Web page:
Bridges of the Twin Cities
The Father of Waters is still a fairly slender fellow as he passes through the Twin Cities, which means it is a strategically good place to build bridges. There are 38 through the Metro Area: 26 for vehicles and 12 for railroads.
Here are a few of their stories.
|Hennepin Avenue Bridge, Minneapolis|
Before 1855, it was a pain to cross the river. People would line up for miles to take a rope-pulled ferryboat in Minneapolis. In 1855 that all changed with the construction of the Hennepin Avenue Bridge, first anywhere over the Mississippi.
Getting across didn’t come cheap. It was a toll bridge. A horse and buggy cost a quarter; a horse or cow, 8 cents; a sheep or swine, 2 cents. For one of us two-leggeds, a nickel.
Before its construction, residents of two villages --- St. Anthony on the east bank, and Minneapolis on the west --- could only stare and insult one another from the distance between banks. But once the Hennepin Avenue Bridge was built, it wasn’t long before the two cities merged, and where once there were triplet cities (Minneapolis, Saint Paul, and Saint Anthony), now there were only twins.
Today’s bridge, built in 1990, is the fourth iteration of the original. Like the original, it is a cable suspension bridge. This style was not required by engineering necessity, but it was designed in this manner to pay homage to that first bridge, which was also cable suspension. Hence, today, it is one of the shortest cable suspension bridges for vehicle traffic in the world.
Stone Arch Bridge
This massive, gracefully-curved beauty has become an icon of Minneapolis. It was completed in 1883 for James J. Hill’s railway, which eventually came to be known as the Great Northern.
It stands as a tribute to the engineering genius of the day, not to mention to Hill’s bull-dog tenacity and his refusal to take “It can’t be done” for an answer. This attitude later became handy as his railroad found its way through the Rocky Mountains…before there were even roads!
Engineers argued that a train’s weight, vibrations and stress would be too much for a curved, stone bridge. It became known in the day as “Hill’s Folly.” But the project went on. The bridge was built and countless trains passed over it without incident. With the decline of rail passengers, the last train passed over the Stone Arch in 1978.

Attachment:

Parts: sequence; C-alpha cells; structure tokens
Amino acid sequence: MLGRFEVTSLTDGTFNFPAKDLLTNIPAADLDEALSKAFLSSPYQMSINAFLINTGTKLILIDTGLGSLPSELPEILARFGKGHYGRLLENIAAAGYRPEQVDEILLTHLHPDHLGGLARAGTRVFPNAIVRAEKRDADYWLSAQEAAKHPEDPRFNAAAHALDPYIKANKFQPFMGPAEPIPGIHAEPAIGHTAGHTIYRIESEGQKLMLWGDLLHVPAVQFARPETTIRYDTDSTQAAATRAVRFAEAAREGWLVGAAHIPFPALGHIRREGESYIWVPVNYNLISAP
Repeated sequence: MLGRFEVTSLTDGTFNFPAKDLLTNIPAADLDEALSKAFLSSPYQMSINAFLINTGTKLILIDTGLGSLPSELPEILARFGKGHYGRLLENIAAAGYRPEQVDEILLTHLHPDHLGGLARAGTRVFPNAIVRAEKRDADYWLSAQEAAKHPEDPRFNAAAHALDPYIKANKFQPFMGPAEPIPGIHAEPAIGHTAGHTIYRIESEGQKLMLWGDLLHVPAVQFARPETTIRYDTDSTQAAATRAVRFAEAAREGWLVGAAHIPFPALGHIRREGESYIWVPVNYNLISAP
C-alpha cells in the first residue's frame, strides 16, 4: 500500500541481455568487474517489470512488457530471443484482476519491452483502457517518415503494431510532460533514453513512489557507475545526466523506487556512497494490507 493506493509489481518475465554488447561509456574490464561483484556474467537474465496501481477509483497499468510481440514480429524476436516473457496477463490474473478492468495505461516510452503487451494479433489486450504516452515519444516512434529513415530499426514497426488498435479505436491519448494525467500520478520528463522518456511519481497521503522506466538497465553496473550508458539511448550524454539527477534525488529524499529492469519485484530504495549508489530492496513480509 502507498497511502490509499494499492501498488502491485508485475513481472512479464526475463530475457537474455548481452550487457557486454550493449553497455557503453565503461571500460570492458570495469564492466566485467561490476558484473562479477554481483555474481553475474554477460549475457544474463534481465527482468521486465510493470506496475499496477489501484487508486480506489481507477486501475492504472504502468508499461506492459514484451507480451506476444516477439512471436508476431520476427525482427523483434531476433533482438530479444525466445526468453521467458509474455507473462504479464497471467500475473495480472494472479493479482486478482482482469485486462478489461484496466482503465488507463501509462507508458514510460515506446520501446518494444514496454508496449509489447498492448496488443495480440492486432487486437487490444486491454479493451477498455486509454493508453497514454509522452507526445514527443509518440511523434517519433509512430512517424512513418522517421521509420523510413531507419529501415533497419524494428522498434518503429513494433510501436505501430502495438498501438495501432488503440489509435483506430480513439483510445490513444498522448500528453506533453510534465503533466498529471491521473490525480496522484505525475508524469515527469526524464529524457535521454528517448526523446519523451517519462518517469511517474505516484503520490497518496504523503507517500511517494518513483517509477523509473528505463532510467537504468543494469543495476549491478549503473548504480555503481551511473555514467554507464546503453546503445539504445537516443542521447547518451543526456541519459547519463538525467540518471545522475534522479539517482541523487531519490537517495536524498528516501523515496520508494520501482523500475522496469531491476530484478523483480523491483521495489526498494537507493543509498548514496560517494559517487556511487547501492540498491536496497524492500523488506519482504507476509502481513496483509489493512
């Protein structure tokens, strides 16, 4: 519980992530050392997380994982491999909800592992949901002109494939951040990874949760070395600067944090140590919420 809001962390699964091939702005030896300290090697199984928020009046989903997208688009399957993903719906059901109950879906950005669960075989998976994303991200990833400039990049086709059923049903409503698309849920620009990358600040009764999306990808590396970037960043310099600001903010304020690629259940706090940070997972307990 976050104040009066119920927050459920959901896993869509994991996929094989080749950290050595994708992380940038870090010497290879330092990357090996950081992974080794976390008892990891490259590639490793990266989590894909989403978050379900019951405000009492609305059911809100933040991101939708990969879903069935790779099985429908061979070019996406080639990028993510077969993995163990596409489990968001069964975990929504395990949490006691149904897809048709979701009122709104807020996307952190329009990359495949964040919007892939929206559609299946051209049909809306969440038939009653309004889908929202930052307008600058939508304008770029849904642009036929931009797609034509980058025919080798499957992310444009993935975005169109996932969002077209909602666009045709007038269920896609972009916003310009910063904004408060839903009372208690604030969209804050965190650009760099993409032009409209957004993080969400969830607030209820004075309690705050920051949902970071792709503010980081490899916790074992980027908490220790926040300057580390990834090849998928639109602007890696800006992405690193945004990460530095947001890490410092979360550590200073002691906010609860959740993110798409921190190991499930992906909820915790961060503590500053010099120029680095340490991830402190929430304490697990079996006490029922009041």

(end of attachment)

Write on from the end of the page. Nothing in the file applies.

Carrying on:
After years of careful restoration, the bridge was re-opened in 1994 for pedestrian and bicyclist enjoyment. Today, it is one of the very best walks in the Cities. Lots to see: old mills, the Guthrie Theater, St. Anthony Falls, the upper most lock, blue herons and other birds, and even huge fish swimming around below you.
35W Bridge Collapse
It was rush hour, August 1st, 2007. The 35W Bridge was filled with traffic, slowed to a crawl by road construction. There were big piles of sand and gravel, heavy equipment and the vibrations of air hammers. All this was too much for the old bridge.
In an instant, it collapsed. Thirteen died, many more were injured. It could have been much worse. A school bus filled with kids fell, but fortunately near an end of the bridge, before it was over the water. But it sat perilously on the edge.
It was one of those moments when everyone can say what they were doing when they heard about it, as well as, when was the last time they crossed over the bridge.
A few hours before, I left off some tour guests from India at the Holiday Inn located at the foot of the bridge. We had not driven over it. Their hotel later that day became headquarters for the rescue.
There is a memorial near the west side of the bridge for the victims.
The Smith Avenue Hight Bridge
This is the highest and longest bridge of the Mississippi River through the metro area.
A founder and first head pilot of Northwest Airlines was Charles “Speed” Holman. He was a barnstorming stunt pilot. In an unsubstantiated story, he reportedly flew under the bridge upside down.
His wife was later asked for verification. She couldn’t say, but did say he had flown her right side up under the Mendota Bridge on their honeymoon.
(Thanks to City on Seven Hills by Gareth Hiebert for this story. Pogo Press; St. Paul, MN, 1999)
There are 38 bridges through the Twin Cities. These are the stories of a few of them.